While Birkerts worries the Kindle will amplify this frenzied effect, I think it could help counteract it. The beautiful thing about the Kindle, as opposed to an iPhone, is that it is just about reading, not about multitasking. In addition, while technology may change our reflexes, we are not without agency in this equation. Said another way: It’s not just the technology, it’s how we use it. I think I am unique in that I am attracted to the Kindle less for reading books than for reading articles. I am a rabid underliner, and would have a hard time reading a 200 plus page book without scribbling notes in the margins. However, I am also a voracious reader of articles for both work and pleasure. Right now I am stuck either reading articles on my laptop screen (which I hate, and which wears on my eyes quickly) or I suffer the guilt of printing out reams of paper so that I can carry the articles with me on airplanes and busses, or to be read in my favorite chair at home. The ability to email articles to a device like the Kindle for later reading, or to subscribe to a few daily newspapers and have them delivered each morning on my virtual doorstep, is profoundly attractive to me. For me, it would help me be a better reader, not as Birkerts suggests, a more distracted one.
New Context, New Voices
Finally, in claiming that the Kindle (and other technologies) threaten our “cultural landscape” Birkerts’ appeals to some imaginary notion of a homogenous immutable national identity. Throughout his article Birkerts defends a singular notion of American culture, history, and imagination that is squarely rooted in the Canon. Suggesting, as he does, that there is a single identifiable American cultural landscape begs the question: Whose landscape is it? If we seek to protect the old ways of organizing information, and privilege the printed book as a form, we are necessarily excluding large swaths of American culture and identity who have not had access to the press, whose voices have not been valued in the anthologies, and whose stories are still rarely taught in English departments.
New ways of publishing and accessing information have made space for new voices. This is true not just on the web but in other forms of community media as well. Whereas a linear notion of information necessarily excludes voices and contexts in an effort to tell its story, a networked information economy allows for – indeed thrives upon – diverse connections and perspectives. Benkler describes it this way:
“How we make information, how we get it, how we speak to others, and how others speak to us are core components of the shape of freedom in any society. […] The basic claim is that the diversity of ways of organizing information production and use opens a range of possibilities for pursuing the core political values of liberal societies—individual freedom, a more genuinely participatory political system, a critical culture, and social justice. […] The second major implication of the networked information economy is the shift it enables from the mass-mediated public sphere to a networked public sphere. This shift is also based on the increasing freedom individuals enjoy to participate in creating information and knowledge, and the possibilities it presents for a new public sphere to emerge alongside the commercial, mass-media markets.”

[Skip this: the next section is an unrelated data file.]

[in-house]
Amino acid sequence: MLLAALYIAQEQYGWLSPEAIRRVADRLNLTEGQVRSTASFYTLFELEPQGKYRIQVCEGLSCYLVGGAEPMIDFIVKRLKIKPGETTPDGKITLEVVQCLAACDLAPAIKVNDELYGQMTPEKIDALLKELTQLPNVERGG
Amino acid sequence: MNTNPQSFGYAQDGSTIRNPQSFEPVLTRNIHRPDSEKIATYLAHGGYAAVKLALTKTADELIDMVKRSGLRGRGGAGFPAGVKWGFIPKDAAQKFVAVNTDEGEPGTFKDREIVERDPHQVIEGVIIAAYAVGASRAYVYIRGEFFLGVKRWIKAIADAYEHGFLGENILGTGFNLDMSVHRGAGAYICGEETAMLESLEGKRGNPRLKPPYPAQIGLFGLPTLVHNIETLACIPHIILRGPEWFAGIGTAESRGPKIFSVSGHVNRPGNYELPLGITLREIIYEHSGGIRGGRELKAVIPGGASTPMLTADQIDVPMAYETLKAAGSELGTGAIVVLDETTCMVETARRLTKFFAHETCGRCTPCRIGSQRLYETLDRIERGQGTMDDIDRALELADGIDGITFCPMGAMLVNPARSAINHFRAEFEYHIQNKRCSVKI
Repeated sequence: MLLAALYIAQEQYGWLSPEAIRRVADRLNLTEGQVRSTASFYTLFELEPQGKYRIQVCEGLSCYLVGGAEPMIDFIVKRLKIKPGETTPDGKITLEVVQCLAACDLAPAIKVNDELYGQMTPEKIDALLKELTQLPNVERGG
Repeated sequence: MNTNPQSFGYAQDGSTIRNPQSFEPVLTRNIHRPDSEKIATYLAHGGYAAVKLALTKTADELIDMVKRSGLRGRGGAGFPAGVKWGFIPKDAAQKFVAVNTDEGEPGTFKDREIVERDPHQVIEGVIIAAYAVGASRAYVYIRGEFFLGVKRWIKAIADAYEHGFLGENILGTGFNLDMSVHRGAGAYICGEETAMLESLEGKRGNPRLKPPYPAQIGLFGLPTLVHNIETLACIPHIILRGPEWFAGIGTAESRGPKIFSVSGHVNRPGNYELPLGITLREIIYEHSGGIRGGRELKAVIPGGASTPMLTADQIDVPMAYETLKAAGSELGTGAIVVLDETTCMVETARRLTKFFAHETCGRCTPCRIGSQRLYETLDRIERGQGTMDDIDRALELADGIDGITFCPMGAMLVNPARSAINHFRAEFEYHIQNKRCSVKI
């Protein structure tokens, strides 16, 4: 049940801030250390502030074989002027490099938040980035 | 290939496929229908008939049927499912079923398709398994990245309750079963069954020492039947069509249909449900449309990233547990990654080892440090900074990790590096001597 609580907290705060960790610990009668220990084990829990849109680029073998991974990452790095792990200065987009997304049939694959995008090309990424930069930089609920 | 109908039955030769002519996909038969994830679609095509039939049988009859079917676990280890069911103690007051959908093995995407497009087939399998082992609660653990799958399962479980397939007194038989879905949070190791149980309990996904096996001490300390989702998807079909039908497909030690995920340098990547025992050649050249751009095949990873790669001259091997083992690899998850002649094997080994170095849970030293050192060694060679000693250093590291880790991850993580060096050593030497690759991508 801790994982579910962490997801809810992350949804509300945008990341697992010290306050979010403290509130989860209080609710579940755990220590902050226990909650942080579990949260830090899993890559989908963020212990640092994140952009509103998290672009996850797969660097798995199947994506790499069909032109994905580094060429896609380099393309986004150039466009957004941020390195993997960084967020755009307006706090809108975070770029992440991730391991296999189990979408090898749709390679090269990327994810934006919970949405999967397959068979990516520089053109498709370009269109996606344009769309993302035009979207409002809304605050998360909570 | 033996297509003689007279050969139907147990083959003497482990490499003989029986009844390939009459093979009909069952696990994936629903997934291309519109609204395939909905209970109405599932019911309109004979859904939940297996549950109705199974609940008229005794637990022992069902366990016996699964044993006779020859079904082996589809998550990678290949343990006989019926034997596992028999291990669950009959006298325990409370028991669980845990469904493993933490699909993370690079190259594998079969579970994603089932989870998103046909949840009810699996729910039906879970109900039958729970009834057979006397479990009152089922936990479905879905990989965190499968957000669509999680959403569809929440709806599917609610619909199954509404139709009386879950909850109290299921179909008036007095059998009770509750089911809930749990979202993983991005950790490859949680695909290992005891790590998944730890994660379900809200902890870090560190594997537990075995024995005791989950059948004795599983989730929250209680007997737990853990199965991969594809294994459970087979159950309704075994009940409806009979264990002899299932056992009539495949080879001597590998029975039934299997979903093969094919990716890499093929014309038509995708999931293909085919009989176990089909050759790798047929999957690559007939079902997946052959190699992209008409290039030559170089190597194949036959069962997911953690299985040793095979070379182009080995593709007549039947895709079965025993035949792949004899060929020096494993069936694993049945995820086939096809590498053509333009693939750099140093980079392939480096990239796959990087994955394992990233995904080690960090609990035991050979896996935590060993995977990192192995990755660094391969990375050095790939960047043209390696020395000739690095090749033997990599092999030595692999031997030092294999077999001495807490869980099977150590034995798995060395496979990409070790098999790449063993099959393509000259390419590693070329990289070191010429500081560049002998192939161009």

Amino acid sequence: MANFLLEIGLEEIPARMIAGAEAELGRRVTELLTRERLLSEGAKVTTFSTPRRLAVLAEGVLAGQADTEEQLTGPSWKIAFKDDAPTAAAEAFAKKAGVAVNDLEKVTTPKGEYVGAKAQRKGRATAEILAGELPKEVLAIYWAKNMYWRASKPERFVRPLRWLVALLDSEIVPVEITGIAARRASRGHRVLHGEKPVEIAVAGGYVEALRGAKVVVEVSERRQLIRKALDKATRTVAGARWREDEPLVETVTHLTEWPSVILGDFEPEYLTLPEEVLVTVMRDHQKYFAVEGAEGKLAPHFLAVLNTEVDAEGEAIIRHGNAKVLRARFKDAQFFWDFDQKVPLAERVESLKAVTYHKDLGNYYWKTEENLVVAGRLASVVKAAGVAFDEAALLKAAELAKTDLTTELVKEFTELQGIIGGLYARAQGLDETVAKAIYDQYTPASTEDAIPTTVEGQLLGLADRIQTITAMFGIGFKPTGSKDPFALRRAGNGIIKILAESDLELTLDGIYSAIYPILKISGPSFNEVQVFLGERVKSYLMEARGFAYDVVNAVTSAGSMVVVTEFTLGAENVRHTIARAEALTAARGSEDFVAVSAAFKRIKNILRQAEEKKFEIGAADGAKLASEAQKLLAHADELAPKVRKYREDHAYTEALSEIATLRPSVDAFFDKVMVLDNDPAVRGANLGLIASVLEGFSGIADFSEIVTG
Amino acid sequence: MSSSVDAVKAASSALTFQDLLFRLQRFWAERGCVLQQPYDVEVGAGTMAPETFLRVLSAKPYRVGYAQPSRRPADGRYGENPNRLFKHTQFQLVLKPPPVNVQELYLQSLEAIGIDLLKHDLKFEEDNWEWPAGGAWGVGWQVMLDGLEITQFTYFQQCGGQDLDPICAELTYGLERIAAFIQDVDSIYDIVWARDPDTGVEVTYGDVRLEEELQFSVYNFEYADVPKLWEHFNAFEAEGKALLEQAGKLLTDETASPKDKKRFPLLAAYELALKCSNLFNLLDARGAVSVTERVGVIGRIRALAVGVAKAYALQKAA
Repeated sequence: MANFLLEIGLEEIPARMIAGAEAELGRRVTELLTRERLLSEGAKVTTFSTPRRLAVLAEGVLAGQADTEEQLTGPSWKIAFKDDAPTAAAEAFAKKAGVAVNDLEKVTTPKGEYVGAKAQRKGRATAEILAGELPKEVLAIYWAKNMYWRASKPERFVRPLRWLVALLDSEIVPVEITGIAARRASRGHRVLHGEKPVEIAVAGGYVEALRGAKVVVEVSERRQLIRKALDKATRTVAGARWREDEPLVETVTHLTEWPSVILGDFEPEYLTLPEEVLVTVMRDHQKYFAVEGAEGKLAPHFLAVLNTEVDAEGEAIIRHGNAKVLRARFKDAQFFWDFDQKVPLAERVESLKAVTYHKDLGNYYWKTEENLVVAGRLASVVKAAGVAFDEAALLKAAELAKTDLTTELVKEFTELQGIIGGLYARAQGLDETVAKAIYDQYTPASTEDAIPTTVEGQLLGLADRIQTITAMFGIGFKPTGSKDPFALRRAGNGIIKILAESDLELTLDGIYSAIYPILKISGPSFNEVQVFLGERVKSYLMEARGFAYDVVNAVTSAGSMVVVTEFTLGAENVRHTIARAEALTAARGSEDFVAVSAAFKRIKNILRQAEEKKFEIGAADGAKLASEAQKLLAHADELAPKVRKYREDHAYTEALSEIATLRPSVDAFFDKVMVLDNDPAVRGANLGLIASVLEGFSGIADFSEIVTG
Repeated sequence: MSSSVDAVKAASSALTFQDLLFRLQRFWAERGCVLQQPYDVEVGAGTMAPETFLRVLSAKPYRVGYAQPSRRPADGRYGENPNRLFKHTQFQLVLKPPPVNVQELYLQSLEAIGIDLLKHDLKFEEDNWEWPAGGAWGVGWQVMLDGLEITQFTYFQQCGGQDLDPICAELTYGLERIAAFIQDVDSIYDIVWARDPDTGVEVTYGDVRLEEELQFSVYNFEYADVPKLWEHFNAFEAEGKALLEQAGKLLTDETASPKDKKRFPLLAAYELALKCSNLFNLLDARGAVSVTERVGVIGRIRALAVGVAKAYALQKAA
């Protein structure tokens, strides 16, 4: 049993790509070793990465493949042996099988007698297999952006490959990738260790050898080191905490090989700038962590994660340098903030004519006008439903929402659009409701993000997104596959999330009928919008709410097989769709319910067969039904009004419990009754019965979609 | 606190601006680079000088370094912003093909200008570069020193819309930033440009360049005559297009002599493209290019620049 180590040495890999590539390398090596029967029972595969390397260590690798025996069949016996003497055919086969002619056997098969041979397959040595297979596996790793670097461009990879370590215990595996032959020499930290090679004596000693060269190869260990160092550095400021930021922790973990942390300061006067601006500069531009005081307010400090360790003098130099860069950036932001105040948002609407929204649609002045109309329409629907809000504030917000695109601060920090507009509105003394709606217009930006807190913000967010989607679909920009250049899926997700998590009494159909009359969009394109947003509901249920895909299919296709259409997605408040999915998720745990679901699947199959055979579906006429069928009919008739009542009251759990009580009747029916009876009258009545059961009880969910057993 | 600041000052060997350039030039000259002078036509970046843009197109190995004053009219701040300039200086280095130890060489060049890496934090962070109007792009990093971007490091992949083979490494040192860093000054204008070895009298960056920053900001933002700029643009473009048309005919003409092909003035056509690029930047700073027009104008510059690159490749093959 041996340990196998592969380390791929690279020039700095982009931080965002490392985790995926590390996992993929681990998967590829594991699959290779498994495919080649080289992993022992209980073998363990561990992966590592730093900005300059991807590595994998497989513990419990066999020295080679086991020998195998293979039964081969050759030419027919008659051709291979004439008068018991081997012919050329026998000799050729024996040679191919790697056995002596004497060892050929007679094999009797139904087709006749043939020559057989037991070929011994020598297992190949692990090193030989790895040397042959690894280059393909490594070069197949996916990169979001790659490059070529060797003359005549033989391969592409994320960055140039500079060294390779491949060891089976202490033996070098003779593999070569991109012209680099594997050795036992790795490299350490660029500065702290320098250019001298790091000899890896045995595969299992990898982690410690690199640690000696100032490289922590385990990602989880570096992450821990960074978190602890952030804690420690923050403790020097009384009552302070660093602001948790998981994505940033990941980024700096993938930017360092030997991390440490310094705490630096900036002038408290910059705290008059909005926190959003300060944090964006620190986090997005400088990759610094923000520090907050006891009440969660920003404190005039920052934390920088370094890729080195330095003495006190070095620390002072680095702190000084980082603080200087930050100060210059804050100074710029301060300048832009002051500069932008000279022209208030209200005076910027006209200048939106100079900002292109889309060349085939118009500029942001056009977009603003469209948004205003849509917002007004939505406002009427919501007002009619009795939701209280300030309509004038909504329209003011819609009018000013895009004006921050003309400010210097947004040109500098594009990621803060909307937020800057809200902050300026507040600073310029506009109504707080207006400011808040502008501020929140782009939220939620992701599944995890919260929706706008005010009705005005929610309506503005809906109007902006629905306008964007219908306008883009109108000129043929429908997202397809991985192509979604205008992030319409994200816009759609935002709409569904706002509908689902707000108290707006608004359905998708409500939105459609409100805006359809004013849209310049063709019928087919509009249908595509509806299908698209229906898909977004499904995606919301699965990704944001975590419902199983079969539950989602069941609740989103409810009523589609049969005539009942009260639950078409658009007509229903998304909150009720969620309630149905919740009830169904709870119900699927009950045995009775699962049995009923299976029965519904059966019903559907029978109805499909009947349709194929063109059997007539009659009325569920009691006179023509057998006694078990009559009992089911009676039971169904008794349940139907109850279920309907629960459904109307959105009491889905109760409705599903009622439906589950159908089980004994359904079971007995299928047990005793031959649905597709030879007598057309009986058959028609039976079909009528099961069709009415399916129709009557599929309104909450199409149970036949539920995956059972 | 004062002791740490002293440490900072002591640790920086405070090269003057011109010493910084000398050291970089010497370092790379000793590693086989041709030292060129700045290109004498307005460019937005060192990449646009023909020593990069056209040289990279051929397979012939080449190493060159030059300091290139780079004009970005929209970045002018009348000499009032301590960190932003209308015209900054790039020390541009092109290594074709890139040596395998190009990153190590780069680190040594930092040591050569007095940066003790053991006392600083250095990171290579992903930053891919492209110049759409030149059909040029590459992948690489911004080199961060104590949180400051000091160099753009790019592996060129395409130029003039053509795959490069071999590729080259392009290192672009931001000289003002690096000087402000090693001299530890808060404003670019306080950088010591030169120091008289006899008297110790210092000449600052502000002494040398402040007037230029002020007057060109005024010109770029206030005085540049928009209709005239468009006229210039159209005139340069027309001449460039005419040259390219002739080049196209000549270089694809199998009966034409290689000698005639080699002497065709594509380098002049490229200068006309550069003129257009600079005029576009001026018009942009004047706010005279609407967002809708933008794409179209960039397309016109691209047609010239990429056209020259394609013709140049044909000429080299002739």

Will a $350 dollar electronic book reader pave the way to social justice? No. But Birkerts’ article was never about the Kindle itself. For Birkerts, the Kindle is a symbol of a shifting power dynamic, one that is challenging the foundational structures of our economic and academic systems. It is a shift that is poised to not just change what we know, but also how we know. If we accept this change, Birkerts argues “We will […] have modified our imagination of history, our understanding of the causal and associative relationships of ideas and their creators [and] in the process we will lose much of our sense of the woven narrative consistency of the story.”
In Birkerts’ words, this is a tradeoff between access and context. But I argue that this is a false dichotomy, because by giving more people access to more information we in fact enrich the context surrounding a given narrative. We may, in our lifetime, see the end of book publishing, but we’ll never see the end of narrative. Stories are how we structure our lives. If new technologies help us find new connections between our stories and complicate our understanding of the world around us, all the better.